Performing Arts: Dance
August 18, 2015
The third annual “Drive East Festival,” presented 20 shows over 7 nights at the La Mama theatre in the East Village. The performances bring South Asian performing arts into the limelight with traditional dancing, costumes, and music on display. Wednesday’s evening’s second performer Niharika Mohanty danced an hour-long collection of Odissi solos.

Part one “Shantakaram Mangalacharan,” starts with Mohanty acknowledging the Hindu Lord of the Universe and Mother Nature. Her costume, a deep blue dress with an ornamental white sash and jewelry drapes her body. Hips swish side to side in slow movements, stepping onto stage with shapely and direct hand gestures. Small red eyes appear at palms center. The eyes lead the movement, with intense focus and a striking gaze that invites the audience in to follow along. Part two “Behag Pallavii,” is more technical in form. Mohanty relies on the support of the music with its intricate rhythms to lead each step. Part three “Yahi Madhave,” includes spoken word and a narrative structure. Mohanty gestures as the words are read aloud. In a theatrical manner she leads the story expressing a lover’s forlorn and at times a very comedic side.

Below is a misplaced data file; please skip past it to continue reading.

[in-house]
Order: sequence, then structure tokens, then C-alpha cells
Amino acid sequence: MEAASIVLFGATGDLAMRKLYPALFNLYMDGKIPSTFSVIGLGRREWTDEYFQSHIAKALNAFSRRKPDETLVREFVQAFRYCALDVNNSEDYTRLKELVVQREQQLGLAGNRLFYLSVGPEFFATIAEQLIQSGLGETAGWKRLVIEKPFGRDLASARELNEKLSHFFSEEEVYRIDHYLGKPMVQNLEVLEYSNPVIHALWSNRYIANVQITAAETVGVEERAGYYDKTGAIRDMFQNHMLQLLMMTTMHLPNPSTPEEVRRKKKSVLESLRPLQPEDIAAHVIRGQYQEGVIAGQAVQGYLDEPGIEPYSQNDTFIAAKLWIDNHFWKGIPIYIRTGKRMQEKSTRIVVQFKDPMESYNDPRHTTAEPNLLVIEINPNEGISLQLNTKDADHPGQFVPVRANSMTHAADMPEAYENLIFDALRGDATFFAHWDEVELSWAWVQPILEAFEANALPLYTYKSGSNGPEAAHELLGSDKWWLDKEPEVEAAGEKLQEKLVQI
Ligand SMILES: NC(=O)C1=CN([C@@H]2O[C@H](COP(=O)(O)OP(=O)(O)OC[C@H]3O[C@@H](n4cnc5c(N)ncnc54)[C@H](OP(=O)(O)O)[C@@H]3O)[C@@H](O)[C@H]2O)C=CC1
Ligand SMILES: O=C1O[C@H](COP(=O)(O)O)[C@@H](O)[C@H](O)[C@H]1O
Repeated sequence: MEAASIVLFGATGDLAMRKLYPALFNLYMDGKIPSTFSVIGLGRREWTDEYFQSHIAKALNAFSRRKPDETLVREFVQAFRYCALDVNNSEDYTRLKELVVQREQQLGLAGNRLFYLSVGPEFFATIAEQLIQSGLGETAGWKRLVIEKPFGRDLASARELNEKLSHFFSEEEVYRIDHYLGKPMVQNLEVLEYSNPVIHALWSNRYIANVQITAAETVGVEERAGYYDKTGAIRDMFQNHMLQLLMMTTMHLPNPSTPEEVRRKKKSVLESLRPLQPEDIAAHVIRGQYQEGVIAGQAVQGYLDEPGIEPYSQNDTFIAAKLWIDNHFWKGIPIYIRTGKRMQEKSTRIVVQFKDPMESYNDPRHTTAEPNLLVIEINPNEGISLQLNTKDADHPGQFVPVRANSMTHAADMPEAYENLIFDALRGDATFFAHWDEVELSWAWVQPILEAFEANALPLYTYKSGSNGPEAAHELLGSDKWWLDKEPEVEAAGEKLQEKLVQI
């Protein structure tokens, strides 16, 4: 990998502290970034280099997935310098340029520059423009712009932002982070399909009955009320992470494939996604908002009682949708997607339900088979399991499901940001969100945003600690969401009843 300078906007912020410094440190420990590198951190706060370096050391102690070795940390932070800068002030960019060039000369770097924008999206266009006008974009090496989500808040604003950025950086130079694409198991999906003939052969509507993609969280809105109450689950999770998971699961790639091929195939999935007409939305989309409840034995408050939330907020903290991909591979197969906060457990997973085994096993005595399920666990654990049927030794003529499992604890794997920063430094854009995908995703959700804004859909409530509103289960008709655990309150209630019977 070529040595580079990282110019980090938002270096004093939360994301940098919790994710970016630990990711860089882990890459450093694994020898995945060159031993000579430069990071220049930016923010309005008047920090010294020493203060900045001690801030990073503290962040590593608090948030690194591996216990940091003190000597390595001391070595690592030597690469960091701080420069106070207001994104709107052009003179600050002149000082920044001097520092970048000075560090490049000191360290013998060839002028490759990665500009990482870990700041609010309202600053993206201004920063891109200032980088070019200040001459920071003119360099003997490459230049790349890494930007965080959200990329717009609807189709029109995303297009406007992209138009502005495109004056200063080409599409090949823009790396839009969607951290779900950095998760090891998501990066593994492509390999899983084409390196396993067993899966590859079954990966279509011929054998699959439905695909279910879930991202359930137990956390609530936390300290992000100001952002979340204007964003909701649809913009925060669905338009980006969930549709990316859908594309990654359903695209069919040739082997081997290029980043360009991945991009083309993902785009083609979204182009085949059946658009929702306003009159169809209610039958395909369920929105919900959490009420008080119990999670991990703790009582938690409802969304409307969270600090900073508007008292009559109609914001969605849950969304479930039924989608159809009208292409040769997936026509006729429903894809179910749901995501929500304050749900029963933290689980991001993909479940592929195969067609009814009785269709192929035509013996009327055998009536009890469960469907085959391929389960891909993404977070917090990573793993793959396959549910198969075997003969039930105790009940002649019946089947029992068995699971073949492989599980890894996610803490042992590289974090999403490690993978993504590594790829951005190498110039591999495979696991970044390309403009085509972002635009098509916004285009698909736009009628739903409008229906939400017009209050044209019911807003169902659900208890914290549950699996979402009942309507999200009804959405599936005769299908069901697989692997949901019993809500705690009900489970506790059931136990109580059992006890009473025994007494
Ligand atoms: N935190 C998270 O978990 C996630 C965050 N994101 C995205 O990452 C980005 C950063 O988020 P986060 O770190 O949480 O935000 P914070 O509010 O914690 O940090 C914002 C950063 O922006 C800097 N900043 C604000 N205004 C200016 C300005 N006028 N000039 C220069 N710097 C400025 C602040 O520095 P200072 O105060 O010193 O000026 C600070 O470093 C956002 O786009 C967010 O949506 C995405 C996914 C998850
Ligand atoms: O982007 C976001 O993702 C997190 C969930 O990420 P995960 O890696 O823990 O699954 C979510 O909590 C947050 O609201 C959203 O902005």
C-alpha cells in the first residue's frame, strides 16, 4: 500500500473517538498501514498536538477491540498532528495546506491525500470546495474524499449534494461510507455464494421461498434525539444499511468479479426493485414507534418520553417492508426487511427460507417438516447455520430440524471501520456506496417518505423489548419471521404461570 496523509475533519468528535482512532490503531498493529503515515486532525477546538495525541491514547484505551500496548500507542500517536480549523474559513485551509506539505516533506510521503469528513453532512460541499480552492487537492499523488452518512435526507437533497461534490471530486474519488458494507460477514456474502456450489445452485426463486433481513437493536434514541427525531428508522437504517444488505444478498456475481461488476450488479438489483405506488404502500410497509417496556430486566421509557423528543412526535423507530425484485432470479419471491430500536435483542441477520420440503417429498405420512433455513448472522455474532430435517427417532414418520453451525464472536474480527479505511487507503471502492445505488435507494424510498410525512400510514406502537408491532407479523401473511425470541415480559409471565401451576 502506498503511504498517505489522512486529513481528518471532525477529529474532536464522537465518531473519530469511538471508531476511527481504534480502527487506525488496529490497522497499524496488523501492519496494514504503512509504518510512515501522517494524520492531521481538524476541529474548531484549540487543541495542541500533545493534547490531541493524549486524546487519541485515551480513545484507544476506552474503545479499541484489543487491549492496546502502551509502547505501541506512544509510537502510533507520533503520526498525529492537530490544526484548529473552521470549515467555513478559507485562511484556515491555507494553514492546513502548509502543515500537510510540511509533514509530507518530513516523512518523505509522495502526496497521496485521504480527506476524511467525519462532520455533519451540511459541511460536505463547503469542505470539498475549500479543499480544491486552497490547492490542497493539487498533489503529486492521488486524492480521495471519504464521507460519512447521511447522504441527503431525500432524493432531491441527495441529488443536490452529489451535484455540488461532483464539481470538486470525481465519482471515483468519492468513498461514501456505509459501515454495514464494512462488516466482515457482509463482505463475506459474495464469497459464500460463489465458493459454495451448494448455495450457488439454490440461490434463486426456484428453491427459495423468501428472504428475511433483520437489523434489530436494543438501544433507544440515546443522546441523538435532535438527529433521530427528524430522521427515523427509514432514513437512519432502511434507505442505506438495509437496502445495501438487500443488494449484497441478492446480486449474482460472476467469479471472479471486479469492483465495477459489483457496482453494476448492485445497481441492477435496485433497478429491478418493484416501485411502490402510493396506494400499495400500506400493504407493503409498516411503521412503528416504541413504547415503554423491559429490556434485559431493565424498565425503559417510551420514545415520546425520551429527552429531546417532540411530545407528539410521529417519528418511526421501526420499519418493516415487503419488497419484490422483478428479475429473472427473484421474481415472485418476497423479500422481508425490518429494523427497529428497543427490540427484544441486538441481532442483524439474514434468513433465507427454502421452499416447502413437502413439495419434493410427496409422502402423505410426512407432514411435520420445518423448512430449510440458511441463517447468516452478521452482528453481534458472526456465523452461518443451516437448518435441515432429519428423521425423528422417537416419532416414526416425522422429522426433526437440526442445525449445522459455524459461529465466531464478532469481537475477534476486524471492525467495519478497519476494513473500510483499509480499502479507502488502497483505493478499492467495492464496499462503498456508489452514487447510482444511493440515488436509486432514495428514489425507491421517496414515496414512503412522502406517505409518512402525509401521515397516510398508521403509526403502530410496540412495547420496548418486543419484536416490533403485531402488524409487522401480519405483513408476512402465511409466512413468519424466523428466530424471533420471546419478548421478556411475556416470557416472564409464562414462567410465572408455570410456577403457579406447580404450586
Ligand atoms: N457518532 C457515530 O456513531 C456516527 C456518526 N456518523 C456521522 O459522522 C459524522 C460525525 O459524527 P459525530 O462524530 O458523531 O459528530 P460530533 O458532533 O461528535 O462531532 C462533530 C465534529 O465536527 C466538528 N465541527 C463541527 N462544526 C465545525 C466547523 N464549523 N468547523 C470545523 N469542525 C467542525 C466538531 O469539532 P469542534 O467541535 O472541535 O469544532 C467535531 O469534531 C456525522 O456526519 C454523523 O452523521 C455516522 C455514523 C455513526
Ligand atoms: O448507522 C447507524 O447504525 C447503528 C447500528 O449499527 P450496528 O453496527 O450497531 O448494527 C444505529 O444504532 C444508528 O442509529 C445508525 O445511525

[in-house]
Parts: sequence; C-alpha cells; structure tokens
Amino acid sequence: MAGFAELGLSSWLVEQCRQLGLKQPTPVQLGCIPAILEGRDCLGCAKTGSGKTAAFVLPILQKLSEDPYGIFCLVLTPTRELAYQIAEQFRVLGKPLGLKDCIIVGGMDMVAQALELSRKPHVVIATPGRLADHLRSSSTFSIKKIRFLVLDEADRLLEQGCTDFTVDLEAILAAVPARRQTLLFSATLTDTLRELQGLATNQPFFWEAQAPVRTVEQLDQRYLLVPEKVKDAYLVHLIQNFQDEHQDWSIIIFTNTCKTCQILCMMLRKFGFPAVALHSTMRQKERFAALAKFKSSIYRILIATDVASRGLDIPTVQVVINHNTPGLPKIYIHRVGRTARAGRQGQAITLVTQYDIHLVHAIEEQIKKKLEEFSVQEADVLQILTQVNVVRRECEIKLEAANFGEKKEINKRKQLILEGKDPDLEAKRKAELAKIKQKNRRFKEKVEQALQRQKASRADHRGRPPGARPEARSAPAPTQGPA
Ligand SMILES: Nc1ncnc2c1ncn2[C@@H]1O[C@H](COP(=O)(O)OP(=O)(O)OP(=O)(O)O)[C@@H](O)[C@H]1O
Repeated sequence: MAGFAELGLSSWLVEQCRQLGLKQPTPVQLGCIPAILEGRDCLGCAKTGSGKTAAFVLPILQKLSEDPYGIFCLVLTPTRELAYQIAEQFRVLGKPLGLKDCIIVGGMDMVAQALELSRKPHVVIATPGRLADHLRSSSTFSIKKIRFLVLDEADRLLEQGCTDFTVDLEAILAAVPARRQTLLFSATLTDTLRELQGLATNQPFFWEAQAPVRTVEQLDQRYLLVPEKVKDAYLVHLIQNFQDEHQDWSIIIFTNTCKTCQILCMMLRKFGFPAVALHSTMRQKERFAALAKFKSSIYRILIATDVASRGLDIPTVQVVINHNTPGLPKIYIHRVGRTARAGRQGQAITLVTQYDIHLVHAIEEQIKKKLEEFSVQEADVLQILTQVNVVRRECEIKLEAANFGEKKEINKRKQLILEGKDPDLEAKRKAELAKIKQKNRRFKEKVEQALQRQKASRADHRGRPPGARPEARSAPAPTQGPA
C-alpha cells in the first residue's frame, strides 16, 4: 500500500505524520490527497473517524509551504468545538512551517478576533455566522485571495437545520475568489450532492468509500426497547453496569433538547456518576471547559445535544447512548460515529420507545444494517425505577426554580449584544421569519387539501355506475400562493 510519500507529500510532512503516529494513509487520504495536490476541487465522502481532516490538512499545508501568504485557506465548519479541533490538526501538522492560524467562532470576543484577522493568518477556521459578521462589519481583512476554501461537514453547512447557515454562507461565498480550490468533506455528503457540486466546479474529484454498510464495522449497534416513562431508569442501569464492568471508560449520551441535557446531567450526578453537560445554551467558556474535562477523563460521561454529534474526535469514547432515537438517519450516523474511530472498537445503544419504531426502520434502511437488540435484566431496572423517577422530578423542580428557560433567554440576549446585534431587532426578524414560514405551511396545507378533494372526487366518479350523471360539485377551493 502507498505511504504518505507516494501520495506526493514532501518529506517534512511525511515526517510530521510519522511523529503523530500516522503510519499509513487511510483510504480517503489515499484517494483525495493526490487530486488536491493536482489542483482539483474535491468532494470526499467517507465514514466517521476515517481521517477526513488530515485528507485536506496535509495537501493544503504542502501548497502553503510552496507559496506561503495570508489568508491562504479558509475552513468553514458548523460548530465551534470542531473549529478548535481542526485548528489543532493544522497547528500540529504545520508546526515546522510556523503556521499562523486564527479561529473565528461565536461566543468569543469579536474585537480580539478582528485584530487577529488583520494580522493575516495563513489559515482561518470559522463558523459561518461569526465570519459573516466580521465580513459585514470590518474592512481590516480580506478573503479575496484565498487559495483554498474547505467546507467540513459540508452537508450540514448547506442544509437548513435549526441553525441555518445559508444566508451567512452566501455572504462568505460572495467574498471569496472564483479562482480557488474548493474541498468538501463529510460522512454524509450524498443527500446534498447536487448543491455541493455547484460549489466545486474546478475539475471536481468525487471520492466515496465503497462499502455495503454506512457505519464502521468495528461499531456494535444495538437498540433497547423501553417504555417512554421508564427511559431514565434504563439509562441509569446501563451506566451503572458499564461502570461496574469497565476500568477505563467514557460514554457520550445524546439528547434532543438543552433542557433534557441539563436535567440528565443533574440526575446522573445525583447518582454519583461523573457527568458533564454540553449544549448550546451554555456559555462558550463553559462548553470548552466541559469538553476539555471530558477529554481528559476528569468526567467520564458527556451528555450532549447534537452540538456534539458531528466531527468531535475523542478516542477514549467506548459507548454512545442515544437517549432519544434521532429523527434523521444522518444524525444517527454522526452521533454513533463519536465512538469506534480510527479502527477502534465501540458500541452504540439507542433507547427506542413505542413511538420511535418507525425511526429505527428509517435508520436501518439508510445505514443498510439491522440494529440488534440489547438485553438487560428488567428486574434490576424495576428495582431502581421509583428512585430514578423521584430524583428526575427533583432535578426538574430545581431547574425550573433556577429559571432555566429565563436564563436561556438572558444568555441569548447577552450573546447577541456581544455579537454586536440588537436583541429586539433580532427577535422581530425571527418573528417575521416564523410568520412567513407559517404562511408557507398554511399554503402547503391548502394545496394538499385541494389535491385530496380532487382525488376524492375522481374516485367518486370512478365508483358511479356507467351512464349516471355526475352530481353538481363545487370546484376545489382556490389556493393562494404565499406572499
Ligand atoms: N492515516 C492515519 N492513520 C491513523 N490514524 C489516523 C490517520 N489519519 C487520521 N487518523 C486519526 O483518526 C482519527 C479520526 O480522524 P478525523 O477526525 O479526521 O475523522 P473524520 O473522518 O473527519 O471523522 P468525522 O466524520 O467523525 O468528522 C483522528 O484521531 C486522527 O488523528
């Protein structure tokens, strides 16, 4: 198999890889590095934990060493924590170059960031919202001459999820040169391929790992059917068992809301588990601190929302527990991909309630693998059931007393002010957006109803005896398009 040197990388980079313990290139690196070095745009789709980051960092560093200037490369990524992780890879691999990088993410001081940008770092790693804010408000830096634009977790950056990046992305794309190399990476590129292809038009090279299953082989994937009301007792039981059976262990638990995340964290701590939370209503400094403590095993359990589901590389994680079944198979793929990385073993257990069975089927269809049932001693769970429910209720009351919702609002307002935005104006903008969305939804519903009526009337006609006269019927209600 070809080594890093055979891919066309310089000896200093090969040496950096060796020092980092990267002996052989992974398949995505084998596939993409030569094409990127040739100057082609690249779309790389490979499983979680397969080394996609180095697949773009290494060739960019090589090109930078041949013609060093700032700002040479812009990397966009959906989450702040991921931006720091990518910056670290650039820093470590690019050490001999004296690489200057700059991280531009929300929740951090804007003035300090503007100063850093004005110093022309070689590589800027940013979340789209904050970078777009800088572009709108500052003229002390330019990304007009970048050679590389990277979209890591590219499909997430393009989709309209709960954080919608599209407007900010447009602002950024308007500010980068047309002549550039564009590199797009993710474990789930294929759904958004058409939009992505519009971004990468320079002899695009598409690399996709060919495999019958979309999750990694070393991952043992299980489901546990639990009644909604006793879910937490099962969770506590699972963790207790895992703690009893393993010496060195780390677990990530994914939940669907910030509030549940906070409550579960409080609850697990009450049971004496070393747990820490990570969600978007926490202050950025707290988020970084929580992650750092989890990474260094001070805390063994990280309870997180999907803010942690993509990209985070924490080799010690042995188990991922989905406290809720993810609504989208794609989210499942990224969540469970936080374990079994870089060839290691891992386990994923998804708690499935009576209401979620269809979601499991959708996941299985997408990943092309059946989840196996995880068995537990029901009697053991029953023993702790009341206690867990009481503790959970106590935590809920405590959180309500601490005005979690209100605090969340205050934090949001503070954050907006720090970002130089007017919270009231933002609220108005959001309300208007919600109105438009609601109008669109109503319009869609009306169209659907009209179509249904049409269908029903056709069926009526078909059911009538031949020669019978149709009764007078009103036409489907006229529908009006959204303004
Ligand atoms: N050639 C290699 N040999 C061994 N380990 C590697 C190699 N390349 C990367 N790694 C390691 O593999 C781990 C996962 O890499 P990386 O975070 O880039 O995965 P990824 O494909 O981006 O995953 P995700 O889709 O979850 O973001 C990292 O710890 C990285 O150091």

The series closes with “Jaya Mahesha,” journies through “the unending circle of life and death.” Mohanty entrances gliding through the space but staying grounded in her phrases. Her wit and candor shine through with stylistic choices in a traditional and structured form.
EYE ON THE ARTS, NY -- Bailey Moon

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